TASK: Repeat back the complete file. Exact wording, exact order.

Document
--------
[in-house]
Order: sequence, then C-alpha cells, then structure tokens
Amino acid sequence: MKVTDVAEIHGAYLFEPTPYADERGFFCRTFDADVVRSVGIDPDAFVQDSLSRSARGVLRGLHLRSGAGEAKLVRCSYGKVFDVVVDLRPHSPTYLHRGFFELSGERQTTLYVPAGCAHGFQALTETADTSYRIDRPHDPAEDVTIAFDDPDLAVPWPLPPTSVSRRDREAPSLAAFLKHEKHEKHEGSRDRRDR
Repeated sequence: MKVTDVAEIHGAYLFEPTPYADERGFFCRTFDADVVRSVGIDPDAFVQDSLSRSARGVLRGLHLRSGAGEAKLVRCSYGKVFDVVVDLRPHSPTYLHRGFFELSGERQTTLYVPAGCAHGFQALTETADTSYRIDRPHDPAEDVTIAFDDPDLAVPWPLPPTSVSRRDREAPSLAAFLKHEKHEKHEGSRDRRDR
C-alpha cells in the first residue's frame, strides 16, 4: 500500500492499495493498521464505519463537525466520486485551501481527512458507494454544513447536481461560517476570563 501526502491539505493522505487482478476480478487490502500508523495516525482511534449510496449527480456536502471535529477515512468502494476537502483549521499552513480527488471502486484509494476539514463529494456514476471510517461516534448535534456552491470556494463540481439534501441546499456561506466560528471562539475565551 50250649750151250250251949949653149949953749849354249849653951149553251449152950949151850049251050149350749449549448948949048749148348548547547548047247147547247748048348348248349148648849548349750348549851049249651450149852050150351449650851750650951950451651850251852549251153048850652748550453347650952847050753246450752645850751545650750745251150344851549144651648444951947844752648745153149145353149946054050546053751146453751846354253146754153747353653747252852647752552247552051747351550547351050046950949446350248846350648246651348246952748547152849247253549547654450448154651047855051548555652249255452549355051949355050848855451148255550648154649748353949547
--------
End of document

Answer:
[in-house]
Order: sequence, then C-alpha cells, then structure tokens
Amino acid sequence: MKVTDVAEIHGAYLFEPTPYADERGFFCRTFDADVVRSVGIDPDAFVQDSLSRSARGVLRGLHLRSGAGEAKLVRCSYGKVFDVVVDLRPHSPTYLHRGFFELSGERQTTLYVPAGCAHGFQALTETADTSYRIDRPHDPAEDVTIAFDDPDLAVPWPLPPTSVSRRDREAPSLAAFLKHEKHEKHEGSRDRRDR
Repeated sequence: MKVTDVAEIHGAYLFEPTPYADERGFFCRTFDADVVRSVGIDPDAFVQDSLSRSARGVLRGLHLRSGAGEAKLVRCSYGKVFDVVVDLRPHSPTYLHRGFFELSGERQTTLYVPAGCAHGFQALTETADTSYRIDRPHDPAEDVTIAFDDPDLAVPWPLPPTSVSRRDREAPSLAAFLKHEKHEKHEGSRDRRDR
C-alpha cells in the first residue's frame, strides 16, 4: 500500500492499495493498521464505519463537525466520486485551501481527512458507494454544513447536481461560517476570563 501526502491539505493522505487482478476480478487490502500508523495516525482511534449510496449527480456536502471535529477515512468502494476537502483549521499552513480527488471502486484509494476539514463529494456514476471510517461516534448535534456552491470556494463540481439534501441546499456561506466560528471562539475565551 50250649750151250250251949949653149949953749849354249849653951149553251449152950949151850049251050149350749449549448948949048749148348548547547548047247147547247748048348348248349148648849548349750348549851049249651450149852050150351449650851750650951950451651850251852549251153048850652748550453347650952847050753246450752645850751545650750745251150344851549144651648444951947844752648745153149145353149946054050546053751146453751846354253146754153747353653747252852647752552247552051747351550547351050046950949446350248846350648246651348246952748547152849247253549547654450448154651047855051548555652249255452549355051949355050848855451148255550648154649748353949547